Admit it, you love trying new food. Everyone from Food Network to Bloomberg claims 2017 is the year Filipino flavors will explode onto the food scene. Bon Appétit named the D.C.-based Filipino restaurant “Bad Saint” the second-best new restaurant of 2016, providing evidence for the claims that Filipino flavor is about to find fame. And now, Netflix’s Street Food featured Tuslob Buwa to the world!
While eating his way through food-friendly cities around the world for television audiences (since 2002), Anthony Bourdain has shown some serious love for Filipino street food. He claims his favorite street food in the Philippines, sisig, is “possibly the best thing you could ever eat with a cold beer.”
It’s time for you to let your taste buds join the adventure and get to munching as you travel through the streets of the Philippines. The endless choices from street vendors will get your stomach rumbling. Some of the foods you’ll find may test the limits of your palate, but if you’re craving adventure, you can find it among the stalls of Filipino food markets.
However, if eating from a stall in the street seems too extreme, choose these items from a menu in a bar or restaurant. Many places offer wine or local craft beer pairings with these traditional street foods.
Savory Snack Foods in the Philippines
You can find a variety of grilled, barbecued, and roasted savory dishes on Filipino streets. Don’t forget, as you snag your street food, it is proper to stop at the sauce station and add salt, vinegar, onions, chilies, and various sauces as the Filipinos do.
You won’t want to miss trying the national dish of the Philippines, roasted suckling pig known as Lechón. It is prepared throughout the year for special occasions, celebrations, and holidays. After removing the insides of the pig, it is seasoned and skewered by a large stick. The skewer is then placed in a large rotisserie and the entire pig is cooked over a charcoal pit for several hours.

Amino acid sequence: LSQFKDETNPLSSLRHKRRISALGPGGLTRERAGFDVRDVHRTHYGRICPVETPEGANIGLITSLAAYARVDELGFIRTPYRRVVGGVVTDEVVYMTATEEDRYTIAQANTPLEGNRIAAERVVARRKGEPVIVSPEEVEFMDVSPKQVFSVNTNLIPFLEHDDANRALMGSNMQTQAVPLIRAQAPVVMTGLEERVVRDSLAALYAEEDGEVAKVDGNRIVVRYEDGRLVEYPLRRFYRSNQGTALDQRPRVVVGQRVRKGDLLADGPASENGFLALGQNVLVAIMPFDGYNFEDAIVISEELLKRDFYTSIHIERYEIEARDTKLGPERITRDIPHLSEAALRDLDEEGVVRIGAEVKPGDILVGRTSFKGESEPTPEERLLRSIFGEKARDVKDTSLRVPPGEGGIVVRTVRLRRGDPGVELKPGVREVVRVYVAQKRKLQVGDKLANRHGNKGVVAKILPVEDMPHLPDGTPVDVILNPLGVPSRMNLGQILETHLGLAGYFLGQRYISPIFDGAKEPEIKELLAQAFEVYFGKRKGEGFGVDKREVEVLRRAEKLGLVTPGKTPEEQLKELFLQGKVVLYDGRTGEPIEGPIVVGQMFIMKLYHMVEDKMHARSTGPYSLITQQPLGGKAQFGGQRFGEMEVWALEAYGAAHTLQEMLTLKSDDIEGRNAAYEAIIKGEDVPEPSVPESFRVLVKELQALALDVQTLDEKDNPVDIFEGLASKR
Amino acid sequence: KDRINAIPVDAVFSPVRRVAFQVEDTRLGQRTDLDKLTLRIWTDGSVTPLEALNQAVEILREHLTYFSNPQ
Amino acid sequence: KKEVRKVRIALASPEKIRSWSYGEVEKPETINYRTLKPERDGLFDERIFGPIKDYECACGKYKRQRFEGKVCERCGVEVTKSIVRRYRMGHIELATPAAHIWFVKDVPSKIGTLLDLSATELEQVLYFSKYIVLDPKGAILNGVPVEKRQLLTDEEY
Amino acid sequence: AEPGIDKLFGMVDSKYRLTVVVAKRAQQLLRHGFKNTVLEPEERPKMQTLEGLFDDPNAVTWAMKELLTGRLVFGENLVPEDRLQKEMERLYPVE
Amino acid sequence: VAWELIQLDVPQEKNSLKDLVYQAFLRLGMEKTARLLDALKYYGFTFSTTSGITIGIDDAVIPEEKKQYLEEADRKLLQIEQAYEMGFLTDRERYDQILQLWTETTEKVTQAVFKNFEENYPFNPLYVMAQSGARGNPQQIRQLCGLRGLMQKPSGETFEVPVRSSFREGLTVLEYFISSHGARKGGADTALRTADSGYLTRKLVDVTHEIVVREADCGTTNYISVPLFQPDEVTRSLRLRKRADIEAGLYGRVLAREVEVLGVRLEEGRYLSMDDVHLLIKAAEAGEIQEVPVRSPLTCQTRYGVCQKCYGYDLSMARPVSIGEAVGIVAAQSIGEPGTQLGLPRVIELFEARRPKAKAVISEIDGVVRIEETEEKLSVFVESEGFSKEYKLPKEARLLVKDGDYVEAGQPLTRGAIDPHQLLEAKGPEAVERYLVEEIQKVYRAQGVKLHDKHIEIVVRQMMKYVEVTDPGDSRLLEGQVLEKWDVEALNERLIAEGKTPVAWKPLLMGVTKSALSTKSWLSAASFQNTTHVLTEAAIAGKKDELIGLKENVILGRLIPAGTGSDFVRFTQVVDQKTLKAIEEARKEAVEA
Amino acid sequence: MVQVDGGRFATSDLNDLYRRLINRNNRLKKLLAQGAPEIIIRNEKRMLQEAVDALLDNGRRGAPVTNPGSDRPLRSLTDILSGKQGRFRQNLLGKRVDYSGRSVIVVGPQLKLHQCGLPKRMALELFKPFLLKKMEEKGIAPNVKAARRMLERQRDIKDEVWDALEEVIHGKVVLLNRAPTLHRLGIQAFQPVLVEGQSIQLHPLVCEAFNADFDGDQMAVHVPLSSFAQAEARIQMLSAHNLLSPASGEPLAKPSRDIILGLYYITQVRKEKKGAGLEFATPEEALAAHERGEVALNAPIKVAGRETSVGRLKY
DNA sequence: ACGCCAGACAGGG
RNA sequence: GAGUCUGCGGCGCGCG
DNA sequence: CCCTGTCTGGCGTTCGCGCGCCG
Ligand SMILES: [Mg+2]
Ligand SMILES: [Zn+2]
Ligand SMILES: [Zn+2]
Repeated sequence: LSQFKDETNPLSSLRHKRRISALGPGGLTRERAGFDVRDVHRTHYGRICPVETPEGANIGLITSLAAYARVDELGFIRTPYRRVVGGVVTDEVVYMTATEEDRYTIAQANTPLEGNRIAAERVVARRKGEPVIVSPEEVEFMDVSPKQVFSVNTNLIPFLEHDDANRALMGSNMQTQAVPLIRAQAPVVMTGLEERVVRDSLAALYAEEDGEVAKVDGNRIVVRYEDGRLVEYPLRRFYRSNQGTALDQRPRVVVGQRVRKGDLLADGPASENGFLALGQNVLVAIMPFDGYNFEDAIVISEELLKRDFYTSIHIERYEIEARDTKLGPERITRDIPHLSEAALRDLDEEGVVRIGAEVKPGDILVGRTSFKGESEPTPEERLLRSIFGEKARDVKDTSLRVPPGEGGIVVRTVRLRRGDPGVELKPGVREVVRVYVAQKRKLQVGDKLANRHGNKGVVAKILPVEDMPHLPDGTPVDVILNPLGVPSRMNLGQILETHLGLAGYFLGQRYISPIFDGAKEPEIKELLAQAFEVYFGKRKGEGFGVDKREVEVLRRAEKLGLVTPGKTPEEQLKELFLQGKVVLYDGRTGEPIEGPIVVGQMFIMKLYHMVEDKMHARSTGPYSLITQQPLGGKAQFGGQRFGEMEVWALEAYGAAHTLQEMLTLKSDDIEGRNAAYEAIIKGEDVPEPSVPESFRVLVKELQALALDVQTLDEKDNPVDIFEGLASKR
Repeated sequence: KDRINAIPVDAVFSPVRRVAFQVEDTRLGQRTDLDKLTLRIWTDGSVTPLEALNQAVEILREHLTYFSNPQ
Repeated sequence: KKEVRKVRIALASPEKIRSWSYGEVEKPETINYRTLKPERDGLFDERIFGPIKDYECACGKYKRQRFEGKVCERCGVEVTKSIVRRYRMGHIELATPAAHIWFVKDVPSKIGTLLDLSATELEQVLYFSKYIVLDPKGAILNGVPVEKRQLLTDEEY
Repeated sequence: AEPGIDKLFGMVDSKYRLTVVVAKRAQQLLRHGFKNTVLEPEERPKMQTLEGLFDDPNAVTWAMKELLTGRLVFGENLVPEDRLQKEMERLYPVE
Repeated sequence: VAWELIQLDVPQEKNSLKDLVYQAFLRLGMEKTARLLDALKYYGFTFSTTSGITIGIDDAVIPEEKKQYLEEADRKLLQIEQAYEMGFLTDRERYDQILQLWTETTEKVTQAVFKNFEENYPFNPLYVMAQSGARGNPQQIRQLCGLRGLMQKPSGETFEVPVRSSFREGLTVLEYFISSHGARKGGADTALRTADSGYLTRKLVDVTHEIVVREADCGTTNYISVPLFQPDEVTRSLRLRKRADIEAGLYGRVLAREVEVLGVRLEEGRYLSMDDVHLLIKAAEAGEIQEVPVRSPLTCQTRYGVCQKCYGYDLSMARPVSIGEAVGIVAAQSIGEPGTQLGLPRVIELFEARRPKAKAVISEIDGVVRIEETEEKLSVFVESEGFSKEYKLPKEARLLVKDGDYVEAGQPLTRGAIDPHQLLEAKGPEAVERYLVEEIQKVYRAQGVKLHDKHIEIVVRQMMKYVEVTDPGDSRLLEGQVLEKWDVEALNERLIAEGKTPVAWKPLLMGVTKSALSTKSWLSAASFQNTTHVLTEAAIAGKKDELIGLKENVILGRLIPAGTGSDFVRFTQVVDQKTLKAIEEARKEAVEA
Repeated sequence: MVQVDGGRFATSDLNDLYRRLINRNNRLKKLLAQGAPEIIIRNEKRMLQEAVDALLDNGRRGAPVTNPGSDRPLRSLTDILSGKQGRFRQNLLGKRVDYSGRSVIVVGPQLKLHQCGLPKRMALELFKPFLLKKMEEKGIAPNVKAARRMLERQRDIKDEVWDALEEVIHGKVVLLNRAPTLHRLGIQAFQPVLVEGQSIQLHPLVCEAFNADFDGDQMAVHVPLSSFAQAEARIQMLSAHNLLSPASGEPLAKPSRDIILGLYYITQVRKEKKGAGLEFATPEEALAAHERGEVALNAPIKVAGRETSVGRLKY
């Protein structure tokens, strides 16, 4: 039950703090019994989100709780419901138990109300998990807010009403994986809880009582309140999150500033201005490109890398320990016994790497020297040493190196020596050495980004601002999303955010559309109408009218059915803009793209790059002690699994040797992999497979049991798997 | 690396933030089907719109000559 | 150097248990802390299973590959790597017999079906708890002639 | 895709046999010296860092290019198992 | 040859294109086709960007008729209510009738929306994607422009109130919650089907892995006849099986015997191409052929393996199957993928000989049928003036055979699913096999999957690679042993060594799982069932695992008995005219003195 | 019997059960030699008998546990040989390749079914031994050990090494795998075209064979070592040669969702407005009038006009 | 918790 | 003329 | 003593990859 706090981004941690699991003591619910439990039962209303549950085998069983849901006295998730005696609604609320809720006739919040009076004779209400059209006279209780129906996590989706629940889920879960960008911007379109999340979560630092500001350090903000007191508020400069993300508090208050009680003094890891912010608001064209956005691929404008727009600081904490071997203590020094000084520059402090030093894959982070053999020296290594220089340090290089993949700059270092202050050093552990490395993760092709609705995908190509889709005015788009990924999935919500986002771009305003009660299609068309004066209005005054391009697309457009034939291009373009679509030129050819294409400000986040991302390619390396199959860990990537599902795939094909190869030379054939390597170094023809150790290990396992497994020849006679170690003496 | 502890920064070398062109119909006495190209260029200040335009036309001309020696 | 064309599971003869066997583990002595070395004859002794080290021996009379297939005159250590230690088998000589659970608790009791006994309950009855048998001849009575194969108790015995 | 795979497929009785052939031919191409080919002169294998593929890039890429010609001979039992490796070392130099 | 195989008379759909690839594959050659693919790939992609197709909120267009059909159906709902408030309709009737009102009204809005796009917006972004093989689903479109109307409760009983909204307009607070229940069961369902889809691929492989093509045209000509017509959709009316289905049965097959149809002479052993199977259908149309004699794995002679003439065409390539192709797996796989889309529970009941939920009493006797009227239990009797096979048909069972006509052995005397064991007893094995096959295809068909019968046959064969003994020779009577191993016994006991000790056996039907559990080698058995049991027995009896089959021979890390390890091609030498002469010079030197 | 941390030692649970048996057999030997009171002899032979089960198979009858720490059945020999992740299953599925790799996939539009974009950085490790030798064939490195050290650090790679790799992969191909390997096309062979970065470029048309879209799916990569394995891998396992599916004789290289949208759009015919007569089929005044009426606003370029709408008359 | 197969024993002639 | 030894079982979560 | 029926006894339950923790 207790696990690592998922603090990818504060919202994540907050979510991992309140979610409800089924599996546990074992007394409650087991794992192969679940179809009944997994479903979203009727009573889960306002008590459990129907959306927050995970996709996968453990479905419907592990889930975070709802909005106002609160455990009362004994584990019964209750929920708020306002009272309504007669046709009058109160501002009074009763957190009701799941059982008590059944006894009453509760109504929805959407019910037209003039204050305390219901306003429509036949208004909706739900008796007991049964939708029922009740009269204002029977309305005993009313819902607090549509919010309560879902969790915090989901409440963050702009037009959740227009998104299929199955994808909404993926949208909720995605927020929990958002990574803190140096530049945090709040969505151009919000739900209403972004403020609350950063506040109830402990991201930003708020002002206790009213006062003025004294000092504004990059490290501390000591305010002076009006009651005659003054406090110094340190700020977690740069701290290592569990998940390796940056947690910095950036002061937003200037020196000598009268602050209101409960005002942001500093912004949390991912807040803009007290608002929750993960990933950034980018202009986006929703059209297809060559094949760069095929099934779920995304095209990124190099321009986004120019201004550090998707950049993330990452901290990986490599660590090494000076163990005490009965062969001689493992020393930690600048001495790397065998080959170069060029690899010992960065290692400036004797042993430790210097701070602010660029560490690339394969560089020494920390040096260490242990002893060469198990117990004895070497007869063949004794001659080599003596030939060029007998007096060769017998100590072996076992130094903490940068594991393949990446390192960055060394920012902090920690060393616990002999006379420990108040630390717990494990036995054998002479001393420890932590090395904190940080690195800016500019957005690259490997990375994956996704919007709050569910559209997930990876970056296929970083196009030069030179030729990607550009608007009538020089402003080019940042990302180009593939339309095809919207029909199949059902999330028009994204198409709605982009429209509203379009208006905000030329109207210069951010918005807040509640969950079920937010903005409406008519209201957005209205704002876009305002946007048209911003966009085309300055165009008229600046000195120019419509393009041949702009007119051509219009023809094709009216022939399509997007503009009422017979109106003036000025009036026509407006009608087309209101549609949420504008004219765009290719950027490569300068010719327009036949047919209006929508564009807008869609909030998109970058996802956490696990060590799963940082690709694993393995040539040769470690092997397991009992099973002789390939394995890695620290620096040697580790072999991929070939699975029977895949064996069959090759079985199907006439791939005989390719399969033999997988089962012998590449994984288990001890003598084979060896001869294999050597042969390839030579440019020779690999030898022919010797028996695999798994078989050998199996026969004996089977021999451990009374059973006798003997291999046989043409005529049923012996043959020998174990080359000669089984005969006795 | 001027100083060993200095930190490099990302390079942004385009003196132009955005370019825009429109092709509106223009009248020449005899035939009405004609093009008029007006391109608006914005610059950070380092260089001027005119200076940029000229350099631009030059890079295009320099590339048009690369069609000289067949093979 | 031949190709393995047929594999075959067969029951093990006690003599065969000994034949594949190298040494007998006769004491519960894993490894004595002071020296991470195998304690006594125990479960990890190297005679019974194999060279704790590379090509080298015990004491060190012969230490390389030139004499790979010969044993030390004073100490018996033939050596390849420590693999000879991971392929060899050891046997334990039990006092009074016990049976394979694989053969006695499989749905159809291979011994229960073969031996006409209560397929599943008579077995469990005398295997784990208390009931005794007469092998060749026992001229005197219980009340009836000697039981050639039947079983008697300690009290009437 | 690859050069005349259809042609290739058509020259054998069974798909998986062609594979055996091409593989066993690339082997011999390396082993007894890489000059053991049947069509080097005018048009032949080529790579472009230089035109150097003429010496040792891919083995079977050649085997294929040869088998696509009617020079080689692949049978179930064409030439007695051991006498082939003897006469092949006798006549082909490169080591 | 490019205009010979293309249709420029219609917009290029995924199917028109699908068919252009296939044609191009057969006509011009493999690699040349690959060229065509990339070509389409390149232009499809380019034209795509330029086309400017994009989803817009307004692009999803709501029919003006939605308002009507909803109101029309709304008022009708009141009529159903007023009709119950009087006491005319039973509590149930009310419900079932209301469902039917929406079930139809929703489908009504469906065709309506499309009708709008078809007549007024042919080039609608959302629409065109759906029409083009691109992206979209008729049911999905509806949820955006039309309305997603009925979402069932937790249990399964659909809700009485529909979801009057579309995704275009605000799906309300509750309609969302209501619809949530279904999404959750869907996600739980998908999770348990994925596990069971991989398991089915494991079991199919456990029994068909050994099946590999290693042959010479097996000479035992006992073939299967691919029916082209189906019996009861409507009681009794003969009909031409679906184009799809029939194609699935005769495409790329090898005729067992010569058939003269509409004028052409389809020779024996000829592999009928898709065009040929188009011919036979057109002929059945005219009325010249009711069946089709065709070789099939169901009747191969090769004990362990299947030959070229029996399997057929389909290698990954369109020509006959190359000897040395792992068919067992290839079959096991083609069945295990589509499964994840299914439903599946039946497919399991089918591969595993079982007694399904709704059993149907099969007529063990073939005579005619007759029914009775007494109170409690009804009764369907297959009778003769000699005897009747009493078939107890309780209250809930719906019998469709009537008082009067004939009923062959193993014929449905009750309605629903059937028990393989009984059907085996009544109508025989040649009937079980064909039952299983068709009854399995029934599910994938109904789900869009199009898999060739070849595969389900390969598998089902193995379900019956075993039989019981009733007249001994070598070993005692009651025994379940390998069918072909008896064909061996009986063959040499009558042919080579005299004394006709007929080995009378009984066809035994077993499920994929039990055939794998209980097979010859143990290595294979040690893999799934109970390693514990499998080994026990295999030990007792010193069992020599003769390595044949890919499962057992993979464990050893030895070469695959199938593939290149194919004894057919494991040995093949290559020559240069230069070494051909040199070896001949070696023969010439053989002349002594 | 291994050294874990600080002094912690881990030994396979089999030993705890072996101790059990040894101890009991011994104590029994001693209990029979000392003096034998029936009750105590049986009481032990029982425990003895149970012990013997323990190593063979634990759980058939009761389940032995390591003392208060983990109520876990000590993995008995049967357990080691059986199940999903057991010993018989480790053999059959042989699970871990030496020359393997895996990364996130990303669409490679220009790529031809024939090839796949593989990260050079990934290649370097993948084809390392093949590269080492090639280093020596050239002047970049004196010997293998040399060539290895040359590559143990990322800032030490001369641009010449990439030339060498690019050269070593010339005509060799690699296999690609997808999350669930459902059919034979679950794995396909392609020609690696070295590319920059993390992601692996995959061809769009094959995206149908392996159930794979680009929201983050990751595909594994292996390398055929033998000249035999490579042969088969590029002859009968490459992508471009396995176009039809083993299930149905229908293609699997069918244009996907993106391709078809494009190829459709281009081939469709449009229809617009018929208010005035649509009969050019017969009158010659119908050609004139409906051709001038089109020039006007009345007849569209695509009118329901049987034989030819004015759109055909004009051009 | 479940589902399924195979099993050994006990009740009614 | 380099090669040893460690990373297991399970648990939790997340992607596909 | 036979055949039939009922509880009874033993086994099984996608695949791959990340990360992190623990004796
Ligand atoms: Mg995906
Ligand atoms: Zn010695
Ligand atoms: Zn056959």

The Lechón is usually crispy on the outside due to the method of basting and the hours on top of the coals. During his visit, chef Anthony Bourdain claimed Cebu had the most delicious version of the dish, but Skyscanner claims they know the nine best places to grub down on some Lechón.
If you’ve seen Street Food’s Cebu episode, then you’ll be familiar with the first exotic street food straight from Cebu. Tuslob Buwa consists of a pig’s brain, liver, and spices mixed and cooked in one pan. Usually, this is eaten by hand with puso or hanging rice wrapped in woven coconut leaves.
The Cebuano delicacy is known for its aromatic flavors and smell to which tourists enjoy.
Next on the list is one Asian delicacy found in Hong Kong, Macao, Taiwan, and other parts of Southeast Asia. But here in the Philippines, the most common type of fish balls is usually made from cuttlefish or pollock served with a sweet and spicy sauce. Another alternative for sauces may include a spicy and tangy white sauce that contains vinegar, diced onions, and garlic. And you can actually find them in pushing wooden deep-frying carts sold by vendors everywhere.